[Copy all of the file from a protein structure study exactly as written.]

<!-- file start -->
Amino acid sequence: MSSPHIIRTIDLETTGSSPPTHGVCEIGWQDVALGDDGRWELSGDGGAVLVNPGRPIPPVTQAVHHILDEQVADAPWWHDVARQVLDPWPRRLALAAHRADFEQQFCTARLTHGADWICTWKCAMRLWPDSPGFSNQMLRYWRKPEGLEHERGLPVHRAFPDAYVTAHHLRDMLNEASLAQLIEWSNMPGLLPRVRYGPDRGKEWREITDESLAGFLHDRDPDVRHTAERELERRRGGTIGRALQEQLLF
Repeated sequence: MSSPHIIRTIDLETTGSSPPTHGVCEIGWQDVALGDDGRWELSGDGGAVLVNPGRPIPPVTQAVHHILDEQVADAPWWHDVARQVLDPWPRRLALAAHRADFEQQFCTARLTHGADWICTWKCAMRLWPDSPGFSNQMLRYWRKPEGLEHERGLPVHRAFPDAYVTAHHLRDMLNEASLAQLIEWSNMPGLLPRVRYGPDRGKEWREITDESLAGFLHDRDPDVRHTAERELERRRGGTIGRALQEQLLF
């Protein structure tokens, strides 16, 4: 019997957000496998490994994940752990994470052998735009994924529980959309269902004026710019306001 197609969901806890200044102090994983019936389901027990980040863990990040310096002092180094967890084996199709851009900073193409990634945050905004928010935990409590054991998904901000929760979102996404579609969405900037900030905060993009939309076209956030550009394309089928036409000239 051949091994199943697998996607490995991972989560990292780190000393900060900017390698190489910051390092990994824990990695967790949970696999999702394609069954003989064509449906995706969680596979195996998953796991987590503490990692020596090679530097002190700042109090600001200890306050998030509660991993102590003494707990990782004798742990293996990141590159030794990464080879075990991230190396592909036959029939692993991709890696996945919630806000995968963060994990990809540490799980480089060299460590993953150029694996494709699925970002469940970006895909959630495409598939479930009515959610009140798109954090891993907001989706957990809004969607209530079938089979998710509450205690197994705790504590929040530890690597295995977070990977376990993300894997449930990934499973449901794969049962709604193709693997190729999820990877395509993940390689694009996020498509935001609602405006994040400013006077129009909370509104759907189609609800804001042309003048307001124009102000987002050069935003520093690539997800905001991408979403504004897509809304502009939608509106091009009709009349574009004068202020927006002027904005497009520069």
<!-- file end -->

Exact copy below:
Amino acid sequence: MSSPHIIRTIDLETTGSSPPTHGVCEIGWQDVALGDDGRWELSGDGGAVLVNPGRPIPPVTQAVHHILDEQVADAPWWHDVARQVLDPWPRRLALAAHRADFEQQFCTARLTHGADWICTWKCAMRLWPDSPGFSNQMLRYWRKPEGLEHERGLPVHRAFPDAYVTAHHLRDMLNEASLAQLIEWSNMPGLLPRVRYGPDRGKEWREITDESLAGFLHDRDPDVRHTAERELERRRGGTIGRALQEQLLF
Repeated sequence: MSSPHIIRTIDLETTGSSPPTHGVCEIGWQDVALGDDGRWELSGDGGAVLVNPGRPIPPVTQAVHHILDEQVADAPWWHDVARQVLDPWPRRLALAAHRADFEQQFCTARLTHGADWICTWKCAMRLWPDSPGFSNQMLRYWRKPEGLEHERGLPVHRAFPDAYVTAHHLRDMLNEASLAQLIEWSNMPGLLPRVRYGPDRGKEWREITDESLAGFLHDRDPDVRHTAERELERRRGGTIGRALQEQLLF
């Protein structure tokens, strides 16, 4: 019997957000496998490994994940752990994470052998735009994924529980959309269902004026710019306001 197609969901806890200044102090994983019936389901027990980040863990990040310096002092180094967890084996199709851009900073193409990634945050905004928010935990409590054991998904901000929760979102996404579609969405900037900030905060993009939309076209956030550009394309089928036409000239 051949091994199943697998996607490995991972989560990292780190000393900060900017390698190489910051390092990994824990990695967790949970696999999702394609069954003989064509449906995706969680596979195996998953796991987590503490990692020596090679530097002190700042109090600001200890306050998030509660991993102590003494707990990782004798742990293996990141590159030794990464080879075990991230190396592909036959029939692993991709890696996945919630806000995968963060994990990809540490799980480089060299460590993953150029694996494709699925970002469940970006895909959630495409598939479930009515959610009140798109954090891993907001989706957990809004969607209530079938089979998710509450205690197994705790504590929040530890690597295995977070990977376990993300894997449930990934499973449901794969049962709604193709693997190729999820990877395509993940390689694009996020498509935001609602405006994040400013006077129009909370509104759907189609609800804001042309003048307001124009102000987002050069935003520093690539997800905001991408979403504004897509809304502009939608509106091009009709009349574009004068202020927006002027904005497009520069």